Interim leader of the Conservative Party Candice Bergen refuted the claims made by legacy media about the Freedom Convoy in an interview with Evan Solomon on CTV’s Question Period.
Bergen referred to claims made over the weekend that the Freedom Convoy intended to overthrow the government as misinformation and a diversion from the Trudeau government’s demonization of Canadians who aren’t Covid-19 vaccinated.
“We very much support Canadians who were and still are against the mandatory vaccines. We don’t believe that they should be wedged, called names, stigmatized. We don’t think they should be set aside. Our job is to listen to Canadians. We don’t always have to agree with what they’re talking about. We don’t agree with everything that they want to do,” said Bergen.
“The people who protested here in Ottawa were there as you know hundreds and thousands of them. They were upset, they wanted to be heard and we as Conservatives believe that they deserve to be heard and we wanted the prime minister to listen.”
In the interview, Bergen reaffirmed her demand for the resignation of Public Safety Minister Marco Mendicino for misleading Canadians by saying that law enforcement had asked the Liberals to use the Emergencies Act to disperse the peaceful protesters.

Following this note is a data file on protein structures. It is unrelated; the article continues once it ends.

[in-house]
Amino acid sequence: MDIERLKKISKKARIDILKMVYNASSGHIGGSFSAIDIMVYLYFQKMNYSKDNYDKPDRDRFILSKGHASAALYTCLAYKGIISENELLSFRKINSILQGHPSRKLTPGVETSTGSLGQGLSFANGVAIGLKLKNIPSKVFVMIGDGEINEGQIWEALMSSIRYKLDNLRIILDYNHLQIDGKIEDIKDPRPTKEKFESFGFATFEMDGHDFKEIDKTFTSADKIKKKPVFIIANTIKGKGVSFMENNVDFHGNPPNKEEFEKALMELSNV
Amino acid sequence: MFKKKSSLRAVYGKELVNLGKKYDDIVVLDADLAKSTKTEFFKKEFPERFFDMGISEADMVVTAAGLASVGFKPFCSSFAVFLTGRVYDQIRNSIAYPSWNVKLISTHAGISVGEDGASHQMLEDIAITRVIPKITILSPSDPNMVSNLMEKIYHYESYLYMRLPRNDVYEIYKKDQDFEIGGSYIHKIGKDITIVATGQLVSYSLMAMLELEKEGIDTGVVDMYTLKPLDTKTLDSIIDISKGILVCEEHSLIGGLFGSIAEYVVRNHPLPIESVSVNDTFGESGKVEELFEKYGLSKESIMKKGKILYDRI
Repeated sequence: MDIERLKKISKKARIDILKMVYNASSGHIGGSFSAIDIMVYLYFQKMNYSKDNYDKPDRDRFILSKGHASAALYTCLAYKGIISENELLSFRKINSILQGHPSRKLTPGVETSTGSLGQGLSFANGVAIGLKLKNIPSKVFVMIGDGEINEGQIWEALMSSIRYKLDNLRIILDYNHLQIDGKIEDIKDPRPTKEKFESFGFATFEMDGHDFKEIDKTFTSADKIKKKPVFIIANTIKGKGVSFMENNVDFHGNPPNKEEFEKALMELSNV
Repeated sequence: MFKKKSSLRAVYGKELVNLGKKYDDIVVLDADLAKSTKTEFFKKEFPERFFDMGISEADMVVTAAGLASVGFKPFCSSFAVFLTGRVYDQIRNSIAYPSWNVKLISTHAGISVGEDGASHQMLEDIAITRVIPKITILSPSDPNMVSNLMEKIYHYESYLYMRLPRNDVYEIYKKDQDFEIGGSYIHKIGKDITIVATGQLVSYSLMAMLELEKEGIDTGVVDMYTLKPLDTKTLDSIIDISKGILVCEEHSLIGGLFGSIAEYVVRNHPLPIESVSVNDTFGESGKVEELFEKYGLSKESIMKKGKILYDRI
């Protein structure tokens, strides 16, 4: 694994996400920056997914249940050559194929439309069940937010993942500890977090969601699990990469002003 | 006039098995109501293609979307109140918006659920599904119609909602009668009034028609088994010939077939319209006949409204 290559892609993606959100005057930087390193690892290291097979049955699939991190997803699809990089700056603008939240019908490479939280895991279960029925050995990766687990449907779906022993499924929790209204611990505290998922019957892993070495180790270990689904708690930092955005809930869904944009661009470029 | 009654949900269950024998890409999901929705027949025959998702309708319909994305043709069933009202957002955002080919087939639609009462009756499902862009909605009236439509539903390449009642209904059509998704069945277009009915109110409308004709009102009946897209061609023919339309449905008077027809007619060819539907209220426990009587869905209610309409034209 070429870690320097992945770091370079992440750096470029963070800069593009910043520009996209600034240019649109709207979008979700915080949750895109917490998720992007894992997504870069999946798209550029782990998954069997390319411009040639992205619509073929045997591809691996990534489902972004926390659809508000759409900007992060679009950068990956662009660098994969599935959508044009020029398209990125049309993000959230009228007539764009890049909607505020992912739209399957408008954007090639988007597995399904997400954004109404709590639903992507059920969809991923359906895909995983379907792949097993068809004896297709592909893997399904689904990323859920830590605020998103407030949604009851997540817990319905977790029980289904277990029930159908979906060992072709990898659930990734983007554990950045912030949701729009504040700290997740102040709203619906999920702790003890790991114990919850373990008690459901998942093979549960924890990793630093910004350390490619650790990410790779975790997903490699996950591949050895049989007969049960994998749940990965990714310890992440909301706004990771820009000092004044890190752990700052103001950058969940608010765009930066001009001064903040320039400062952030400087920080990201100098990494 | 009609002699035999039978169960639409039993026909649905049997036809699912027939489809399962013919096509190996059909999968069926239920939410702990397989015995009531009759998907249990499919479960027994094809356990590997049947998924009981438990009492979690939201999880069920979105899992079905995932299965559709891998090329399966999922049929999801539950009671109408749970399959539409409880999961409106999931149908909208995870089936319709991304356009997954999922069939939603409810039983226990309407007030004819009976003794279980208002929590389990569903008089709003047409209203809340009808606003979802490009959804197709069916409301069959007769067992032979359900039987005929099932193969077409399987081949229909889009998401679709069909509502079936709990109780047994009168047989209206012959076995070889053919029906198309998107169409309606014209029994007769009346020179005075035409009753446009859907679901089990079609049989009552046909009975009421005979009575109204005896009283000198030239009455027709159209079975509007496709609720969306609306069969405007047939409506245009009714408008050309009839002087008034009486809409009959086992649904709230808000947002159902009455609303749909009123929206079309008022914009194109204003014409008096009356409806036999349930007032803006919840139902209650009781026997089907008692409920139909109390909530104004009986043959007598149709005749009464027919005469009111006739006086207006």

“He used it as his argument more times than I think we can even recall,” said Bergen. “This was one of their main arguments: police were asking for it. We now found out that is not true. That’s not the only area where he misled. He said that foreign funding funded the protest. That wasn’t true. They made accusations against the protesters that they set fires in apartment building in Ottawa. That was not true.”
The government and legacy media have made numerus key claims about the Freedom Convoy that have all been de-bunked in official testimonies including something as series as an arson attack on an apartment building.
In a recent memo obtained through a Access to information request it was discovered the department’s own director-general of its central operation centre for the convoy told Mendicino’s office there was no violence and convoy organizers were being respectful.
“No violence took place in the National Capital Region despite national protest for a wide variety of causes,” the memo stated. “Overall assessment: The majority of the event was peaceful. Since most government employees are working remotely, the disruption to government activities is so far minor.”
Emails dated to Feb. 1 law enforcement acknowledged that convoy organizers were urging protesters to be respectful of the law
“Urges to keep patient work with law enforcement. No violence or threats of violence. Do not take anger out on police officers or fellow officers,” the email read.